Japan sees nuke plants as deterrent against attack
Tokyo: A remark made by Japan’s Defence Chief Satoshi Morimoto, who viewed the nation's nuclear power plants as a ‘deterrent’ against foreign attack, has been interpreted as indicating that nuclear plants cautioned neighbouring countries to be conscious of Japan's potential capacity to develop atomic weapons to contribute to the nation's defence.
During a January 25 public forum interaction in Sapporo, Morimoto had reportedly said Japan's nuclear plants are “taken by neighbouring countries as having very great defensive deterrent functions,” as apparently other neighbouring countries suppose that Japan could produce atomic weapons quickly if it desired to.
“Now that I have become a member of the government, I would like to observe the government’s three nonnuclear principles, not possessing, producing or allowing the presence of nuclear weapons in the country,” the Japan Times quoted Morimoto, as saying.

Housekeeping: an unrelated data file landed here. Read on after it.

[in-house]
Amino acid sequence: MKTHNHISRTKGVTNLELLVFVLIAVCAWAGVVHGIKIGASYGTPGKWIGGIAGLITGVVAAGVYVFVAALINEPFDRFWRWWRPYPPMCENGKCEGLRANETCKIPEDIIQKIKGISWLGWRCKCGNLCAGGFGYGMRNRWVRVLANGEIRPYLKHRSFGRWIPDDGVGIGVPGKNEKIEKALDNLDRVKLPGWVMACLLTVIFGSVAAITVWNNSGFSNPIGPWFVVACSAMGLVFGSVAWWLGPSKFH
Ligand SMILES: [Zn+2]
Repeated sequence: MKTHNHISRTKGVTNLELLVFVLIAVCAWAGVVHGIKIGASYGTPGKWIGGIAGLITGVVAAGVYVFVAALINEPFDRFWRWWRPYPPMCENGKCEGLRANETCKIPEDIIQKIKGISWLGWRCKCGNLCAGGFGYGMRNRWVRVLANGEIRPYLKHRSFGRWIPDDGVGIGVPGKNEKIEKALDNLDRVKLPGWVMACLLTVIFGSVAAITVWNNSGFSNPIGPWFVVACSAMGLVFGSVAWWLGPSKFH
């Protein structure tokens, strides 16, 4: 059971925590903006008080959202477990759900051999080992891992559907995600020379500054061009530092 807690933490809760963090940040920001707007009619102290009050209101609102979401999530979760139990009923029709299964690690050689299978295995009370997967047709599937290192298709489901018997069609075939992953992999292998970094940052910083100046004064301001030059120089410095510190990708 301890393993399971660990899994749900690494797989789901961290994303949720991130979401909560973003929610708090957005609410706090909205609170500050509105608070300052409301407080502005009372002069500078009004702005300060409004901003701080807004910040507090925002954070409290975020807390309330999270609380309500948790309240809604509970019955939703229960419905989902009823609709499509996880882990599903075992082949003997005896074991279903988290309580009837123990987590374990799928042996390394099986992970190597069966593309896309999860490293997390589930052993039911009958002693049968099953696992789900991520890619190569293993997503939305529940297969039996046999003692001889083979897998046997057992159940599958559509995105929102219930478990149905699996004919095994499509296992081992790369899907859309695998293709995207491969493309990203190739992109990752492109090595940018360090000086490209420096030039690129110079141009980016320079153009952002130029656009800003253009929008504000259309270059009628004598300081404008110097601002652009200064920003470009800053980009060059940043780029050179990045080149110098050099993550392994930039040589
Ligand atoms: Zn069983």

As defence chief, Morimoto, who is not an elected politician, is destined to take part in the Cabinet’s imminent decision on the new national energy policy, including the role of nuclear power in future electric power generation.
The government is considering three nuclear share options for 2030: zero percent, 15 percent and 20-25 percent, against 26 percent in 2010. Public opinion is strongly in favour of the zero percent option, the paper said.
However, Morimoto has called for nuclear plants to be maintained for defensive purposes as well as energy security, and indicated that 25 percent should be the appropriate share for atomic power vis-à-vis Japan’s electric energy mix, it added.